As of Monday morning there is still no verdict. Daily News
If found guilty does the court or the jury have much sentencing discretion? According to the current criminal code, it looks like the only possible sentence on either count is life without parole. Section 209a of the Calif. Penal Code prescribes life without parole in any kidnapping case in which the victim is held and detained or held for ransom if the kidnapping results in death of the victim. kidnapping code This would be true even if the jury does not necessarily believe Bill Cooks testimony that he did get a ransom note, which was subsequently lost. However, if the Penal Code in 1976 prescribed or allowed a lesser sentence, that code would apply. I'm not a lawyer and that would be beyond my couch potato research ability.
On the murder count, if the jury convicts and finds special circumstances, the only possible sentences are life without parole and death, but the prosecution has said it will not seek the death penalty. Section 190.2 of the Cal. Penal Code defines most of the special circumstances. special circumstances (scroll down) The one that would certainly apply to this case is number 10. The victim was killed to keep him from talking. Also, number 1, that the victim was killed for financial gain, would apply if the jury believes that they were trying to get money from the Cook family. Again, if the law was different in 1976, the penalty could be different.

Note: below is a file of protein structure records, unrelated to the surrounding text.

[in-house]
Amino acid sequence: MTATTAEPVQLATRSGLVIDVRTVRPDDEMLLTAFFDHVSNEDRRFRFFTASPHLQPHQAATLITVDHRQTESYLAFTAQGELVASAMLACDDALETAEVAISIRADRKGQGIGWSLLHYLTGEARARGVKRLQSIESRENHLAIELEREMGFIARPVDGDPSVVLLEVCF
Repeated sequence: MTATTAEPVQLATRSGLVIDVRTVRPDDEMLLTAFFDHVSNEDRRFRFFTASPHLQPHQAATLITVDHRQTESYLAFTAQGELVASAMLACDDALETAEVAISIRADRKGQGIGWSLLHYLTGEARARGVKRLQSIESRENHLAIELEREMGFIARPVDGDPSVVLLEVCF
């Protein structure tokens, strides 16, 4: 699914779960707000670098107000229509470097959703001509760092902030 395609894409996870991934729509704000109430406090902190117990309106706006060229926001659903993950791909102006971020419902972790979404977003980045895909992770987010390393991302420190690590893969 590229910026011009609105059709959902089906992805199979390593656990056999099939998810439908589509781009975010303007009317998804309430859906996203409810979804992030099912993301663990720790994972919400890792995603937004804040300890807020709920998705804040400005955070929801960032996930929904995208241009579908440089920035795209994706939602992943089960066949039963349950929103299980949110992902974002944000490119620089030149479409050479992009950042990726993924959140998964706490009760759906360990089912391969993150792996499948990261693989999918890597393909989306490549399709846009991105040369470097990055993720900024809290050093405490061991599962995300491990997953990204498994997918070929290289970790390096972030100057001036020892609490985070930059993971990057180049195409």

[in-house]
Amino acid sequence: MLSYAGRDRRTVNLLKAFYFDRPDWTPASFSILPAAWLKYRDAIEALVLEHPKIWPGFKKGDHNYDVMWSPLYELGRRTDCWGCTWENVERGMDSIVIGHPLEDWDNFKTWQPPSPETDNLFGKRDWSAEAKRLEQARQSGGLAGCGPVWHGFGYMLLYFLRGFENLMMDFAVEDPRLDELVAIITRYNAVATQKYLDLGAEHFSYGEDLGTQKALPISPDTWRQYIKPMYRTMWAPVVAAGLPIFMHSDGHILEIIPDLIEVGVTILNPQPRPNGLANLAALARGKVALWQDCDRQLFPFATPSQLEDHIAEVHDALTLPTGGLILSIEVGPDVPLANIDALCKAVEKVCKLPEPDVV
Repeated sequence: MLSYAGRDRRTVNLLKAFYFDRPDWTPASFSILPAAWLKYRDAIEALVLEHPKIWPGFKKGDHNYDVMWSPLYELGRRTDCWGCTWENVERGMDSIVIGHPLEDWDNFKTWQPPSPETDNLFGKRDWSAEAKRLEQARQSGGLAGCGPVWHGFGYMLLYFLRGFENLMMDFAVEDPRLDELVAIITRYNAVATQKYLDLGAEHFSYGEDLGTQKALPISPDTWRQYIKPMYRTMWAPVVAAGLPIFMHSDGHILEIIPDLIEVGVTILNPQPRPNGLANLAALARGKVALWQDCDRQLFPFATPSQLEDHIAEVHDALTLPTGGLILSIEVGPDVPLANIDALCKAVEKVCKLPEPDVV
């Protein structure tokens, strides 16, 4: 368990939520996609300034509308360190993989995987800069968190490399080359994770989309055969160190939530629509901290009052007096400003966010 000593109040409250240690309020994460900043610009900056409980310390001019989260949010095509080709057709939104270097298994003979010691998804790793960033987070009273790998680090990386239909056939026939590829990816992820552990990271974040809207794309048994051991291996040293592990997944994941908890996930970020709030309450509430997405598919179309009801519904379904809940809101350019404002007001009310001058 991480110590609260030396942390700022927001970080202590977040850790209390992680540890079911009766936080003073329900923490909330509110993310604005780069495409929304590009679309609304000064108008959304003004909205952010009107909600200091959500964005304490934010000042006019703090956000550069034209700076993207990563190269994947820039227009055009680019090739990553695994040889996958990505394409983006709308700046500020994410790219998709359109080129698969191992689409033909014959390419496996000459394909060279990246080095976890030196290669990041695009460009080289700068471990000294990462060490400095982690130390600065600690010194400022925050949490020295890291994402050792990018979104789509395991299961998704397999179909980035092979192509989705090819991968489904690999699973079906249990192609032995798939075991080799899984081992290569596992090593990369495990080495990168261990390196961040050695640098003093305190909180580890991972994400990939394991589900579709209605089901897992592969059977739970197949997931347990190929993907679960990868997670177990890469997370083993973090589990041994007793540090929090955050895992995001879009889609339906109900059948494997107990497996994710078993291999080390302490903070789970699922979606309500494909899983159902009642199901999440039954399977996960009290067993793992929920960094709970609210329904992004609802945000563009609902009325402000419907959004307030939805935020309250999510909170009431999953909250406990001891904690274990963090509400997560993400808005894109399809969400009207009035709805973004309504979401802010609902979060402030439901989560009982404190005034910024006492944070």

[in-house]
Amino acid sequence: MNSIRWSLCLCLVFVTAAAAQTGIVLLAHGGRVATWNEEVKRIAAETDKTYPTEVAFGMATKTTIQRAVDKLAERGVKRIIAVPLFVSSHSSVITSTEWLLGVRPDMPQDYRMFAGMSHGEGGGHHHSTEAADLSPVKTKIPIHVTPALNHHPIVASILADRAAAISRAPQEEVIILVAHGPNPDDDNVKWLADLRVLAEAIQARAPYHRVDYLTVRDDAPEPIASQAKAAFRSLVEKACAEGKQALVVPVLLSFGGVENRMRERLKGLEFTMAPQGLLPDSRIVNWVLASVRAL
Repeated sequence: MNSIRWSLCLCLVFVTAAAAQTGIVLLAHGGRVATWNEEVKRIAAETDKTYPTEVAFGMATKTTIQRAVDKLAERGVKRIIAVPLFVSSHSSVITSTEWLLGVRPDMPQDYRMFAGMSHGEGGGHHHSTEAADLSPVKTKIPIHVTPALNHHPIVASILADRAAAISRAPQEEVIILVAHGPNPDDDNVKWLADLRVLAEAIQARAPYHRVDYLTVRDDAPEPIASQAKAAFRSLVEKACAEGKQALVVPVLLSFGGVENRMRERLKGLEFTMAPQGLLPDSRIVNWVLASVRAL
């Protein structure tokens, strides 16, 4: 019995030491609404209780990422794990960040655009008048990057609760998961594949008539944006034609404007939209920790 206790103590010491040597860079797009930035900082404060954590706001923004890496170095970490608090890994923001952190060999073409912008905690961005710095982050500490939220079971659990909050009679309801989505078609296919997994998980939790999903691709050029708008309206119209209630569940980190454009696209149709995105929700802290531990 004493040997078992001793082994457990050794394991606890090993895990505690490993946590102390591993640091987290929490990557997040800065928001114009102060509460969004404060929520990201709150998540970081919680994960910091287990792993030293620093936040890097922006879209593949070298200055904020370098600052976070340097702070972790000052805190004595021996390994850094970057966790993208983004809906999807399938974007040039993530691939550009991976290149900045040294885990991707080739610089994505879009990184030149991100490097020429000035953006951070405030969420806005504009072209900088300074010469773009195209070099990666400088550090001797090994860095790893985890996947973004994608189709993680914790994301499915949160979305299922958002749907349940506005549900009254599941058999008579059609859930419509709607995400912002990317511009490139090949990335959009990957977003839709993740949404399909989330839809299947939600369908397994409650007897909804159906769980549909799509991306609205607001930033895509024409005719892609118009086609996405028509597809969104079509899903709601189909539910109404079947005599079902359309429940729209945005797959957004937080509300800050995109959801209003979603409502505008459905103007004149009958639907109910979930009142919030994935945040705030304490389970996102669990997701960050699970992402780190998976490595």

Would Nelson actually stay in prison until he is taken out feet first? Since the law giving the court the option of death or life without parole was enacted, I don't think anyone has been released. Governor Gray Davis didn't even release anyone with a 25 to life sentence, for fear of being attacked as a liberal wuss. However, I wouldn't count on it. The state is under a court order to reduce the prison inmate population and one report recommends that people who have served 20 years and are over 60 years old be considered for release even if their crime was murder (but not sex predators). I'm not optimistic about the California economy, and it is likely that the prison problems we have now will be as bad or worse in 20 years.
Another possibility is that the court will offer Nelson a post-conviction deal to testify against Suzanne Aubrey and any other possible defendants. This would make sense for the prosecution, because their case against Aubrey is not as strong.